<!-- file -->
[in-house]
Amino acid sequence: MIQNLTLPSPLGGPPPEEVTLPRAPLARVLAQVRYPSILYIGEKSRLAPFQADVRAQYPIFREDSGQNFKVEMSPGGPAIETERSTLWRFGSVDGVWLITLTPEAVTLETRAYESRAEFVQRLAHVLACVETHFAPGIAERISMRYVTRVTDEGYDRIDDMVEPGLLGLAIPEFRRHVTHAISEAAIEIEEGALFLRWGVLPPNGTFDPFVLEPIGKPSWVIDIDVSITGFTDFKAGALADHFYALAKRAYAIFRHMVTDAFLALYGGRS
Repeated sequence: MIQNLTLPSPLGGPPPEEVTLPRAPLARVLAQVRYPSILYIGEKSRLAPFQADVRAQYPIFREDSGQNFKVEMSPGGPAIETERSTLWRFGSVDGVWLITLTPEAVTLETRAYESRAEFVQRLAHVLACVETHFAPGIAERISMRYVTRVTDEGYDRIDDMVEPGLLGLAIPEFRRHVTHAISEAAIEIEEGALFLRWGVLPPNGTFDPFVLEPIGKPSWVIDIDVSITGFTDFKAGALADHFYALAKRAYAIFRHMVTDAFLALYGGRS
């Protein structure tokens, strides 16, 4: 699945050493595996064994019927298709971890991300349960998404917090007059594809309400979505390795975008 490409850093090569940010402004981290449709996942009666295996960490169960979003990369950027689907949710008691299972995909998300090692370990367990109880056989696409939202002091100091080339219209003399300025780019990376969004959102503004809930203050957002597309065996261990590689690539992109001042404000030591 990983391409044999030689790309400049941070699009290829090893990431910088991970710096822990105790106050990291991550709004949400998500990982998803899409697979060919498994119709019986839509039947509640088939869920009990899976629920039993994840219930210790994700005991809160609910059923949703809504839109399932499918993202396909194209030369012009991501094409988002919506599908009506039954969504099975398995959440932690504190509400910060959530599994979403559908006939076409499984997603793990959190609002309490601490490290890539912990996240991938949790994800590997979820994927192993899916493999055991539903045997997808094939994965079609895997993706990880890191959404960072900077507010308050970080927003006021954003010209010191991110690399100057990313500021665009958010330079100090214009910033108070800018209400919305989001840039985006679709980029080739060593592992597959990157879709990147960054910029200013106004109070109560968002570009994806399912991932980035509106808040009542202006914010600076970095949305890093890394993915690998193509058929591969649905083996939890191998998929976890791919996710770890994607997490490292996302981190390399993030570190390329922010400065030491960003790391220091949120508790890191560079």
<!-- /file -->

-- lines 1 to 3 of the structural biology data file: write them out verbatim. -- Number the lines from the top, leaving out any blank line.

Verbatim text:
[in-house]
Amino acid sequence: MIQNLTLPSPLGGPPPEEVTLPRAPLARVLAQVRYPSILYIGEKSRLAPFQADVRAQYPIFREDSGQNFKVEMSPGGPAIETERSTLWRFGSVDGVWLITLTPEAVTLETRAYESRAEFVQRLAHVLACVETHFAPGIAERISMRYVTRVTDEGYDRIDDMVEPGLLGLAIPEFRRHVTHAISEAAIEIEEGALFLRWGVLPPNGTFDPFVLEPIGKPSWVIDIDVSITGFTDFKAGALADHFYALAKRAYAIFRHMVTDAFLALYGGRS
Repeated sequence: MIQNLTLPSPLGGPPPEEVTLPRAPLARVLAQVRYPSILYIGEKSRLAPFQADVRAQYPIFREDSGQNFKVEMSPGGPAIETERSTLWRFGSVDGVWLITLTPEAVTLETRAYESRAEFVQRLAHVLACVETHFAPGIAERISMRYVTRVTDEGYDRIDDMVEPGLLGLAIPEFRRHVTHAISEAAIEIEEGALFLRWGVLPPNGTFDPFVLEPIGKPSWVIDIDVSITGFTDFKAGALADHFYALAKRAYAIFRHMVTDAFLALYGGRS